Referring to FIGS. 4 to 8 there is illustrated a low pressure insert molded cover door assembly 34 of this invention. The method of producing such a low pressure insert molded cover door assembly 34 is described hereinafter. The cover door assembly comprises an automotive trim panel 36 which in the illustrated embodiment is a dashboard panel 14 of FIGS. 1 and 2. The trim panel 36 comprises on its underside a one piece molded substrate member 38 and on its outer or upper side a thin flexible trim or finish or skin layer 48 with an intermediate foam layer 46 being located between substrate 38 and trim layer 48. Substrate member 38 has a lower surface 40 and an upper Surface 42 adjacent the foam layer 46. Any suitable number of strengthening or reinforcing ribs 44 may be integrally molded into lower surface 40 for providing desired structural stability to the automotive trim panel 36. Although not illustrated, it will be appreciated that the trim panel 36 may have additional layers of material present in addition to substrate 38, foam layer 46 and skin layer 48. For example, a woven or non-woven fabric layer may be situated between substrate member 38 and foam layer 46 to provide for assisting in or for increasing the bonding of the substrate member to the foam layer during the low pressure insert molding formation of the trim panel and for preventing undesired tearing and fragmentation of the foam and outer skin layers.

Trim or finish skin layer 48 is generally a decorative layer of leather or a vinyl, acrylonitrite-butadiene-styrene (ABS) or thermoplastic polyolefin or polyurethane elastomer providing the decorative or aesthetic outer surface 18 of the automotive trim panel, such as a dashboard, instrument panel or door panel. Foam layer 46 is generally a foamed polyurethane or polyolefin layer, such as a foamed polypropylene. The substrate member 38 may be formed from, a thermoplastic polyolefin resin, such as, for example, polyethylene or a glass filled thermoplastic polymer such as a glass-filled reinforced polyurethane elastomer, or the like.

Molded integrally with the substrate member, in the manner described hereinafter, is a deployment cover door 20 which is invisible and does not show through or mar the appearance of the outer surface 18 of trim layer 48.

Substrate member 38 is molded with tear propagation lines 28 and 30 and hinge 32 to define the deployment cover door 20 if the cover door is located at a peripheral edge 22 or 26 of the trim panel 36. As explained earlier, a third tear propagation line 29 (FIG. 3) would be molded into substrate member 38 if the deployment door cover was located, not at a preferred edge of the panel 36, but centrally within the panel.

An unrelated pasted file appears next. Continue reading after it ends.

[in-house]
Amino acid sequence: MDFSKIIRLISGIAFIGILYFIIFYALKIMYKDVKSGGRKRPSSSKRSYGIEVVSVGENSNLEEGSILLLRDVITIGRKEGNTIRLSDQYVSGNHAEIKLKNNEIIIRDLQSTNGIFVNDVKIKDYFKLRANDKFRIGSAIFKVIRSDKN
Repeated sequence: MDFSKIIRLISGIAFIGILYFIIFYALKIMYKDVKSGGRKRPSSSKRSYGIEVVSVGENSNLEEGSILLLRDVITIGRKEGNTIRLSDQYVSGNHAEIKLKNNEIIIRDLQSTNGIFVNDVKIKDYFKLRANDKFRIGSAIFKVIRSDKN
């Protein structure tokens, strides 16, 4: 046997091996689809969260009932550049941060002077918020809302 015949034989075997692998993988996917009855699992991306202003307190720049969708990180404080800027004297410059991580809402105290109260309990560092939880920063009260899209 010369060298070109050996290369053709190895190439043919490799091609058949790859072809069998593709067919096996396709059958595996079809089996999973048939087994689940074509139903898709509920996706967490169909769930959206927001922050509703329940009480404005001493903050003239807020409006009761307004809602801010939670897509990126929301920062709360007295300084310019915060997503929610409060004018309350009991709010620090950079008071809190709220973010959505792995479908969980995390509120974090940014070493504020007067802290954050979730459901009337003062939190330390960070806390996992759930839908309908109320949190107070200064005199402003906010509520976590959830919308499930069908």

If desired, molded substrate member 38 can also be provided with an integrally molded attachment brackets 50 and 52 on opposing peripheral sides of cover door 20 adjacent the tear propagation line 28 and 30 for attaching or anchoring the cover door to a reaction canister of an airbag module assembly (not shown). Such attachment brackets 50 and 52 also serve to provide additional structural strength to the automotive trim panel 36. It will be appreciated that brackets 50 and 52 may in fact be a unitary bracket around the perimeter of the cover door.

The tear propagation lines or seams 28, 29 and 30 are generally V-shaped channels or grooves molded into substrate member 38. The depth of such seams or lines in substrate member 38 will generally be from about 20% to slightly less than 100% the thickness T of substrate member 38, i.e. of the distance between the two surfaces 40 and 42 of the substrate member. If the tear seam is a spaced perforation type tear seam, the depth of the seam will extend, at the perforation, to 100% of the thickness T of the substrate member 38. Generally, the thickness of substrate member 38 will be from about 1 to about 2.5 mils, although substrates thicker and thinner than this are contemplated. The hinge 32 is generally a U-shaped channel (FIG. 8) or V-shaped notch molded into substrate member 38. The depth of the hinge channel or notch 32 in substrate member 38 will be significantly less than the depth of the tear propagation seam notches to prevent the hinge from tearing during airbag deployment and opening of the deployment cover door 20. The depth of hinge channel or notch 32 in substrate member 38 will generally be within the range of from about 10 to about 40% of the thickness T of the substrate member. It will be appreciated that selection of the depth of the propagation tear line and the hinge will be dependent, at least in part, upon the thermoplastic material employed for the substrate member 38.

If desired or considered necessary, tear propagation lines may be suitably formed in the foam layer 46, such as by thermoforming. The foam layer 46 generally has a thickness of about 0.5 to 3.5 mm.

When a peripheral side of the invisible deployment cover door 20 is placed at one of the edges 22 or 26 of the trim panel 36, propagation tear lines 28 and 30 may be so formed as to terminate in tear initiation notches 54 and 56 at the place where the propagation tear lines intersect the edges 22 or 26 of the trim panel. Such notches are formed by having the tear lines extend to a depth equal to the thickness T of substrate member 38. These tear initiation notches 54 and 56 are generally V-shaped and serve to initiate tearing of the tear propagation lines 28 and 30 upon deployment of an airbag from an airbag module assembly.